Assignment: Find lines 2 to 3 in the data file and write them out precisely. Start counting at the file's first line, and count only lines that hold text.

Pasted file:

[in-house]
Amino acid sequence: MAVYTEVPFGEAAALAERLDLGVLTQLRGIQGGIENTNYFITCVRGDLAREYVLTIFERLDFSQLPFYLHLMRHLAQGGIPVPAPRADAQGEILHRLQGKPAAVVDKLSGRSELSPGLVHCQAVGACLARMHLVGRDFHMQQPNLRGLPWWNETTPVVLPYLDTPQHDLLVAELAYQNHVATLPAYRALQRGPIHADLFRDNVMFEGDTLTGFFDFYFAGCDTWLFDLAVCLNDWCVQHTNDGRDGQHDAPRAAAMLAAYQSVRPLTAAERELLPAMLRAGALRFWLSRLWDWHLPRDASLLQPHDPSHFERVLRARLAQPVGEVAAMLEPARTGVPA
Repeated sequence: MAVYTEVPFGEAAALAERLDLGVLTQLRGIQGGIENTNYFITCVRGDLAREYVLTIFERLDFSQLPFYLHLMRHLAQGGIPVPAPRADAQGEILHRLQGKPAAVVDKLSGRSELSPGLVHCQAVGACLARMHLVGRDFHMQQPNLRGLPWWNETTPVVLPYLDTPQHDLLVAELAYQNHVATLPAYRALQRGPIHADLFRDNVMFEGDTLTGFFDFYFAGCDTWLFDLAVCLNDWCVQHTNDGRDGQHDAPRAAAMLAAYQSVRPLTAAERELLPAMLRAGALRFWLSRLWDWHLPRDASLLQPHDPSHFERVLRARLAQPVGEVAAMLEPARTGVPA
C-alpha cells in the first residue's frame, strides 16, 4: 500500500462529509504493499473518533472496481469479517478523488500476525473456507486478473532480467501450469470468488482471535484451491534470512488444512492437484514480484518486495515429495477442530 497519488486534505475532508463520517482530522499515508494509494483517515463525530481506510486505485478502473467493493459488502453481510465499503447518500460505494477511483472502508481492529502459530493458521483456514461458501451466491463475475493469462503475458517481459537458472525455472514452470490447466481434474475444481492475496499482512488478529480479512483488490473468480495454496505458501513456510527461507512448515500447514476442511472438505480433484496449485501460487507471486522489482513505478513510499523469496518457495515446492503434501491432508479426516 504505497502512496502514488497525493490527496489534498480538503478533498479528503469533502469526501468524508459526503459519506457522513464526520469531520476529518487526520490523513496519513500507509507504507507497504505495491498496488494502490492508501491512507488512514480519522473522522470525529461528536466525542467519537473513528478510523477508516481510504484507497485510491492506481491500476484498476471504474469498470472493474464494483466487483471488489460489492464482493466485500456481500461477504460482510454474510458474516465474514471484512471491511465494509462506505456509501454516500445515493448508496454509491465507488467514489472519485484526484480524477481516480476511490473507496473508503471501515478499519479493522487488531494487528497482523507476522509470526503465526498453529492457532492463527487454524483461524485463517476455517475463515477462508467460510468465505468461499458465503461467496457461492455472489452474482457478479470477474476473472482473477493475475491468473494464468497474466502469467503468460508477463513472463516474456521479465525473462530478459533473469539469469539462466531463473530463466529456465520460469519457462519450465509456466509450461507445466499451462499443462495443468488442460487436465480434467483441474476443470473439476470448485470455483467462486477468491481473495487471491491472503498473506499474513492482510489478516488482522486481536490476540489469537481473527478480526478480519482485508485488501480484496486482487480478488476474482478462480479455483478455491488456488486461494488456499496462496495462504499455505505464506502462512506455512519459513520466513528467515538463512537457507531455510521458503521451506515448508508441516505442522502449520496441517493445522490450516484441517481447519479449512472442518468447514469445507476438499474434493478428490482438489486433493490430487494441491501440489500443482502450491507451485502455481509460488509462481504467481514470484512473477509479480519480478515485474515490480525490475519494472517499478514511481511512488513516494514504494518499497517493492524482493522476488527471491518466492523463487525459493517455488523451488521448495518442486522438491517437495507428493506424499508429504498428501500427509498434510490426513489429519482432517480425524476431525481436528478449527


Amino acid sequence: MAVYTEVPFGEAAALAERLDLGVLTQLRGIQGGIENTNYFITCVRGDLAREYVLTIFERLDFSQLPFYLHLMRHLAQGGIPVPAPRADAQGEILHRLQGKPAAVVDKLSGRSELSPGLVHCQAVGACLARMHLVGRDFHMQQPNLRGLPWWNETTPVVLPYLDTPQHDLLVAELAYQNHVATLPAYRALQRGPIHADLFRDNVMFEGDTLTGFFDFYFAGCDTWLFDLAVCLNDWCVQHTNDGRDGQHDAPRAAAMLAAYQSVRPLTAAERELLPAMLRAGALRFWLSRLWDWHLPRDASLLQPHDPSHFERVLRARLAQPVGEVAAMLEPARTGVPA
Repeated sequence: MAVYTEVPFGEAAALAERLDLGVLTQLRGIQGGIENTNYFITCVRGDLAREYVLTIFERLDFSQLPFYLHLMRHLAQGGIPVPAPRADAQGEILHRLQGKPAAVVDKLSGRSELSPGLVHCQAVGACLARMHLVGRDFHMQQPNLRGLPWWNETTPVVLPYLDTPQHDLLVAELAYQNHVATLPAYRALQRGPIHADLFRDNVMFEGDTLTGFFDFYFAGCDTWLFDLAVCLNDWCVQHTNDGRDGQHDAPRAAAMLAAYQSVRPLTAAERELLPAMLRAGALRFWLSRLWDWHLPRDASLLQPHDPSHFERVLRARLAQPVGEVAAMLEPARTGVPA